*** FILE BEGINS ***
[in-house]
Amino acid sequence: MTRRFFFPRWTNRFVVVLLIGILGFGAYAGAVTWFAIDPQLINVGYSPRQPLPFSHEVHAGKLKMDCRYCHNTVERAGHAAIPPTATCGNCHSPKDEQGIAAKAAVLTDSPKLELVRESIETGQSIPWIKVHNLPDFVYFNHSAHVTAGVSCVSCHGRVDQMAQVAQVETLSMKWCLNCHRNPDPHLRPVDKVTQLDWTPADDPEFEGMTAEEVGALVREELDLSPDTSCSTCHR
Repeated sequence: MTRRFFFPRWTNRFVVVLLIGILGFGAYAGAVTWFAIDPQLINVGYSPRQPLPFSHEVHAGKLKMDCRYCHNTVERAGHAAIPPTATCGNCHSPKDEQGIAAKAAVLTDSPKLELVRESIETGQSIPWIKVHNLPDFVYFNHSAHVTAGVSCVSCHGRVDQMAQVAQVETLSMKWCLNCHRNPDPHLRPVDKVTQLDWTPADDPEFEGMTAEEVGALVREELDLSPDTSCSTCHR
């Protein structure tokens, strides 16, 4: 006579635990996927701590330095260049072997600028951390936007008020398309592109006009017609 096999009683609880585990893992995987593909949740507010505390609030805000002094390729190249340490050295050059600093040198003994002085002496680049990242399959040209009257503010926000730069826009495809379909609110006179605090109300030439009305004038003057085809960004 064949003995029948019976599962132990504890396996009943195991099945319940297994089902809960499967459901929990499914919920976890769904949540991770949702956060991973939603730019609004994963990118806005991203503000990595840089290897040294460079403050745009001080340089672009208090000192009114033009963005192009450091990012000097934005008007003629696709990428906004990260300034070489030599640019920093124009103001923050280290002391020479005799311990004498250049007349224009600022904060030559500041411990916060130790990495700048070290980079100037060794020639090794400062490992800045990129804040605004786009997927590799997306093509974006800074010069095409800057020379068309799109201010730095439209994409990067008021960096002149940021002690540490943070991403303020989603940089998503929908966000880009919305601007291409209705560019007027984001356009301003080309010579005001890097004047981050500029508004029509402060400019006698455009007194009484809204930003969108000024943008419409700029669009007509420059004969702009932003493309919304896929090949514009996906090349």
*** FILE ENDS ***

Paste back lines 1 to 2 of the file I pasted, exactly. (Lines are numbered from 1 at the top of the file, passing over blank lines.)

[in-house]
Amino acid sequence: MTRRFFFPRWTNRFVVVLLIGILGFGAYAGAVTWFAIDPQLINVGYSPRQPLPFSHEVHAGKLKMDCRYCHNTVERAGHAAIPPTATCGNCHSPKDEQGIAAKAAVLTDSPKLELVRESIETGQSIPWIKVHNLPDFVYFNHSAHVTAGVSCVSCHGRVDQMAQVAQVETLSMKWCLNCHRNPDPHLRPVDKVTQLDWTPADDPEFEGMTAEEVGALVREELDLSPDTSCSTCHR